One of the operators is retiring, and we gather in the control room for presents, leaving speeches, a raffle and a free lunch. The man retiring is T, “the Scotsman”, with the driest sense of humour on the plant. The Ops team gift him a fishing rod and a bottle of famous grouse, and G makes a speech about how “we’ll all miss T’s constant stream of abuse.” When T speaks, he’s very serious: “It’s been an absolute pleasure to work with you these past 35 years. I’ve made some great friends here — unfortunately they’ve all started leaving, so it’s time I went too. “Covid has made me think about my...

Diary of a Tube worker: These times are a bit awkward

I’ve come in off the front to have a break. D has just walked into the room from a meeting with a manager. “They have said they can just terminate our contract”. “Really?” F says, putting the duty book down and looking pained. “Yeah, it isn’t just you can’t be an instructor, if we continue to refuse we either go back to just being an operator or they sack us”. (Train operators who also work as instructors have been refusing some modes of work they consider covid-unsafe). “So what are you going to do?” “Well, I might take their option to stop for six months and go from there”. “Maybe if I was...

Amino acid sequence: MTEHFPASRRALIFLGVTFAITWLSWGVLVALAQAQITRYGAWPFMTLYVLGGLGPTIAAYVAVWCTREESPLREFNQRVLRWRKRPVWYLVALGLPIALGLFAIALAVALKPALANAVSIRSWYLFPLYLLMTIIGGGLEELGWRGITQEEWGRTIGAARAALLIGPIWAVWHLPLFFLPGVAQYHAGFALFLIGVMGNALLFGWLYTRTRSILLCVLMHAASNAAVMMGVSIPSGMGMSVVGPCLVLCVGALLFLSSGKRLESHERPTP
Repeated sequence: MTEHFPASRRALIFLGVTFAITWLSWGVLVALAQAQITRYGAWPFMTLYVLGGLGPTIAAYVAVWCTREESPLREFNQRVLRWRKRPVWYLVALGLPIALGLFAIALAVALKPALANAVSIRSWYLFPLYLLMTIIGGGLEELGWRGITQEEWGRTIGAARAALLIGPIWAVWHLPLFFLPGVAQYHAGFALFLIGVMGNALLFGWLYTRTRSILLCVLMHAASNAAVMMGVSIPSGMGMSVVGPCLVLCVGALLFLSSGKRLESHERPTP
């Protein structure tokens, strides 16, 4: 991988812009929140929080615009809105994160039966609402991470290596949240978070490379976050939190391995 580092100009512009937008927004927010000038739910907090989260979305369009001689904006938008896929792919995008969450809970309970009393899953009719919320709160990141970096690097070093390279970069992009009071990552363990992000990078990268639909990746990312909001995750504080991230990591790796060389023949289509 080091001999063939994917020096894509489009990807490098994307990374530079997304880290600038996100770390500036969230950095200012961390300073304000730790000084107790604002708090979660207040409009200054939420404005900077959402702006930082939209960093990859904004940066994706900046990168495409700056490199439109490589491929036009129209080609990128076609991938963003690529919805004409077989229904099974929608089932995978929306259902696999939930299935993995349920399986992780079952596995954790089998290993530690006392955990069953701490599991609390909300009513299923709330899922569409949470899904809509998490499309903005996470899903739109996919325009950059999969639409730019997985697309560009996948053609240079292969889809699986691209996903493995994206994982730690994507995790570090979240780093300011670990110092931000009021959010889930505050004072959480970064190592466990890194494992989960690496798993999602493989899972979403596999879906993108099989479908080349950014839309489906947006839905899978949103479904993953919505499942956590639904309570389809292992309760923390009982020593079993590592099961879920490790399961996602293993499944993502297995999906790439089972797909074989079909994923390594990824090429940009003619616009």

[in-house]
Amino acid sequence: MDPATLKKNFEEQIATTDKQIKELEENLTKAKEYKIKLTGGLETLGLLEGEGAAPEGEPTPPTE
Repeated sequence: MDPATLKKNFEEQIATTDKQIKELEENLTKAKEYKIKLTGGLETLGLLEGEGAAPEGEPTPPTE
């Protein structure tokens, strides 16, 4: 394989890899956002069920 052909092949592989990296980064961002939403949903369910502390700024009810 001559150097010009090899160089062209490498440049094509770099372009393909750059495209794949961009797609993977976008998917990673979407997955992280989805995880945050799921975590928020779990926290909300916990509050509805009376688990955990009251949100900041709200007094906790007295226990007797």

Diary of a Tube worker: “Why not just tell us the info?”

“Red means stop. Yellow means slow down and green means proceed. Really it’s as simple as that... Now some signals you need to do a certain speed for them to clear and some will almost always clear as you approach them but they might not so you need to be ready to stop. If you are motoring into a red signal, you’ve got a problem” “Hit a platform at a certain speed and you’ll be fine, you can crawl in for now but once out on the road you’ll want to keep to time. Then the routes will just become second nature and you’ll get used to driving in different weather conditions and then you’ll be fine”...

"We don't get sick leave. It's just statutory"

The night shift operators seem to have smashed the crane and grab into a wall. No one will admit fault, but it’s a mess. The grabs are connected to the crane with heavy shackles and thick steel cables. When we first inspect the ropes one of the guides has splayed open, which must have taken incredible force. The crane engineer replaces it immediately. I assist the hydraulics contractors on the grab while the electricians work on the crane controls. The contractors — A and S — gather spanners, rags, paper overalls and work permit, then head into the pit where the grab is parked on a concrete...